Two RIT Students are Thirsty for Business Success

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Follow RITNEWS on Twitter Here's a drink to your health: Famous body builder Ernie Taylor blends two cans of tuna fish, a diet Coke, and a banana-and he drinks it twice a day.

Or there's Anatoly Shilman's meal replacement smoothies: Flavors like chocolate and peanut butter that taste like a Reese's candy bar or fruit juice mixed with frozen berries and a fresh banana that resembles a thick and creamy milkshake.

Both are this month's featured favorites at Shaker's Blends, a new juice bar located at Rochester Institute of Technology's new Gordon Field House and Activities Center. Shilman, a fifth year student in RIT's College of applied Science and Technology, adds extra protein to his drinks to make them “as nutritional as Ernie's but they taste a heck of a lot better!”

Shaker's Blends is an entrepreneurial success story for Shilman and his partner, Marc-Anthony Arena, who opened the juice bar on campus three weeks ago. Shilman, a certified personal trainer and former nutrition consultant in New York City, is mainly responsible for the smoothie recipes. Arena-a senior in business management at RIT's College of Business-“is the adventure capitalist who thrives on making things happen,” says Shilman.

Shaker's Blends began as an ambitious project entry in RIT's Undergraduate Business Plan Competition last January. Shilman and Arena, who are close friends and fraternity brothers in Sigma Alpha Epsilon, received a third-prize award of $1,000 for their Shaker's Blends plan.

“But we're number one because we have turned our plan into a real business,” says Shilman. “We couldn't have done it without the support of RIT and the people who believed in us, like Richard DeMartino (assistant professor of management in the College of Business) and Jim Watters (RIT's vice president of finance and administration). Whenever we encountered a problem, they helped us with a solution.”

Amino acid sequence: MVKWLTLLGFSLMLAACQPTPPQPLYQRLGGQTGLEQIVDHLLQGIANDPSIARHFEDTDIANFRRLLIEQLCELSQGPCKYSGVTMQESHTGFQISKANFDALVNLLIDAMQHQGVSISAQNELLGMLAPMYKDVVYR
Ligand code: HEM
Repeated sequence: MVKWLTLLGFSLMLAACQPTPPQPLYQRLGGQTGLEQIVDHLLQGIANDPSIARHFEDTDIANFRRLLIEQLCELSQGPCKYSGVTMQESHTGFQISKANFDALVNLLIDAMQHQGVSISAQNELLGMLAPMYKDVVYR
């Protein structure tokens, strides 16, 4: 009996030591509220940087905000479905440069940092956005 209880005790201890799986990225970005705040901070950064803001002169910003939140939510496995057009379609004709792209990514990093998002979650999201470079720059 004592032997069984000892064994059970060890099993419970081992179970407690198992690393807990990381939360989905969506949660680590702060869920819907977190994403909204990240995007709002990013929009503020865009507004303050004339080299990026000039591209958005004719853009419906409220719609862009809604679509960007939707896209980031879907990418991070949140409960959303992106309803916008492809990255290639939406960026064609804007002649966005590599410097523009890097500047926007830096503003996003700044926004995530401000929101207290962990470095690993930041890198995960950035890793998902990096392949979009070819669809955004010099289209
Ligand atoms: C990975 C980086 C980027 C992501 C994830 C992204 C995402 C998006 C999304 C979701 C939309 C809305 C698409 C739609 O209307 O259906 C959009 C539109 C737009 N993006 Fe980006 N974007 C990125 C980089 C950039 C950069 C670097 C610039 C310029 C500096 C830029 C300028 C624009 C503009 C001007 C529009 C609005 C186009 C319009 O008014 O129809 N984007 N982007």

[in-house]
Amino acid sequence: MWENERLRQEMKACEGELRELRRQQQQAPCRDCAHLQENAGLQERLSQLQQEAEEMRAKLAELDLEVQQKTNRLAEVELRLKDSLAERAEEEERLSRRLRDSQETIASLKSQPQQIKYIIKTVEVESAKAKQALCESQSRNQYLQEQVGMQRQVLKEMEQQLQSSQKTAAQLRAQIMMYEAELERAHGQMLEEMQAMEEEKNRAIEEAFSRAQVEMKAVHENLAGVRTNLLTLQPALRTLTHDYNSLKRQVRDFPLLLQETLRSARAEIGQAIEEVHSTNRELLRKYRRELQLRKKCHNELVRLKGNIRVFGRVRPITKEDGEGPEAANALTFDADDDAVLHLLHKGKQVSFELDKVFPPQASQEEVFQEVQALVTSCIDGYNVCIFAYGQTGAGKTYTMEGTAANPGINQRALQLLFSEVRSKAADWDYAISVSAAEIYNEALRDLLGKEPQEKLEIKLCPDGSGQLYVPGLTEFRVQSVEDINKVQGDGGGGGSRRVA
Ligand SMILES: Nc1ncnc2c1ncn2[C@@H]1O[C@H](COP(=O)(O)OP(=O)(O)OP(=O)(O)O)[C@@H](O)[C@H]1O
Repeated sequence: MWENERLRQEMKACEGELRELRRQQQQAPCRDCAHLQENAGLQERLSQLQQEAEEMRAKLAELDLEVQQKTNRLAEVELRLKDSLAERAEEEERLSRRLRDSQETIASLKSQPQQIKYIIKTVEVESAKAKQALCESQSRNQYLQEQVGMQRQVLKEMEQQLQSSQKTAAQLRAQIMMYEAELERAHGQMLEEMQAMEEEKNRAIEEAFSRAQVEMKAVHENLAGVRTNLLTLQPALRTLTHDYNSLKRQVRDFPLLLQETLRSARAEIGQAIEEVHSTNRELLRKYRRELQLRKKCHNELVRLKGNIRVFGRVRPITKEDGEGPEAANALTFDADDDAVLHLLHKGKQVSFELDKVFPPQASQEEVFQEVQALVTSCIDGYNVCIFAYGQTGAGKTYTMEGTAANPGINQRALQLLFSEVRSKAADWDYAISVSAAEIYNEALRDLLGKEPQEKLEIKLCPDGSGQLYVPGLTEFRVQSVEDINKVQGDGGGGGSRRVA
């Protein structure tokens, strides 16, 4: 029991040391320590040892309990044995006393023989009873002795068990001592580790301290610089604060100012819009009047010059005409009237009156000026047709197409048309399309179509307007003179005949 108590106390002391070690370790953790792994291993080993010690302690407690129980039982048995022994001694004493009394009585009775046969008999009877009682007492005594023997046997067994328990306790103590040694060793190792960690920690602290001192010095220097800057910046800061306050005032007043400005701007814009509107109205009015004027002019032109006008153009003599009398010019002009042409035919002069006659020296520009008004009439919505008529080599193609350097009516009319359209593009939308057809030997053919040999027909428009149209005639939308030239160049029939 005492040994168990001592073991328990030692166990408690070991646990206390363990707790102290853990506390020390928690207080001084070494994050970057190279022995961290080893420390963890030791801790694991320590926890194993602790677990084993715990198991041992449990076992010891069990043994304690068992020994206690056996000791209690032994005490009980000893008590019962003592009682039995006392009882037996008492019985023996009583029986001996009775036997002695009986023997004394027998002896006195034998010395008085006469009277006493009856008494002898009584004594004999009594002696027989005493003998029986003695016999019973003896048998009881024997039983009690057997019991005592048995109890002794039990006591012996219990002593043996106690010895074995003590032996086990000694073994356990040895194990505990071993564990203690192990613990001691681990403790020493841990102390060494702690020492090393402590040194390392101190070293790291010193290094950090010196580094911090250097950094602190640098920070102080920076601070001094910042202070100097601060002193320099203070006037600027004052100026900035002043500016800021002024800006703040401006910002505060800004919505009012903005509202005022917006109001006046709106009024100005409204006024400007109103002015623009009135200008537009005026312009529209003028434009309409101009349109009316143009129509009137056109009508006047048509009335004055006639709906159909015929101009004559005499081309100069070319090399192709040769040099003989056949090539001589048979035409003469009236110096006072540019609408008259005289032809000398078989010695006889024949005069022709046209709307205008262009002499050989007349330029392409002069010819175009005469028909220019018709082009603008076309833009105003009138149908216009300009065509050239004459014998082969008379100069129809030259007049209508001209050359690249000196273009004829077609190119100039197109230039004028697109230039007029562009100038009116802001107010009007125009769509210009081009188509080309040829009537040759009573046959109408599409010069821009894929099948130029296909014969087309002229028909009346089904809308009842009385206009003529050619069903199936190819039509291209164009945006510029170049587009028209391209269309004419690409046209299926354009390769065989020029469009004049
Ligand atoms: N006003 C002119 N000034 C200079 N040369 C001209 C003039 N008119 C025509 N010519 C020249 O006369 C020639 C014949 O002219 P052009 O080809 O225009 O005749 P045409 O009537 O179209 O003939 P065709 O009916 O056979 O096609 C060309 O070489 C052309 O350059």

Shaker's Blends is a sleek, black-boxed square in the second floor entry of the Gordon Field House, garnished with typical and atypical items: orange-yellow lava lamp, protein bars, bodybuilder magazines, hot coffee from Spin Café on Park Avenue, and a signed photograph of Arnold Schwarzeneger.

“I met the governor of California at the Arnold Classic for bodybuilders in Ohio,” says Shilman, “and he gave me a thumbs up. He thought the idea of a juice bar located in an athletic center was the nutrition of the future, a replacement for fast food.”

Since protein shakes are 90 percent of the revenue at Shaker's Blends, Shilman continually devises new recipes.

“Try adding something like lemon ice tea to a chocolate shake-it's fantastic,” explains Shilman. “Although we've used traditional juices like apple and cranberry, I'd like to experiment with mango, pineapple and guava. Every Friday is my laboratory session where I experiment and offer customers free samples. At RIT, there are plenty of guinea pigs,” he says with a grin.

With their business booming, Shilman and Arena hope to sell the idea of Shaker's Blends in athletic centers on campuses across the Northeast.

“I'm an immigrant from Russia who came to the U.S. in 1990, and learned English in about a month because cable TV does wonders,” explains Shilman. “I'm the first of my family to ever graduate from college and always told my parents when I was little that I would make my first million before I was 25,” says Shilman, now 23.

“Maybe with the success of Shaker's Blends, I'll help pay back my family for everything they've sacrificed so I could come to RIT.”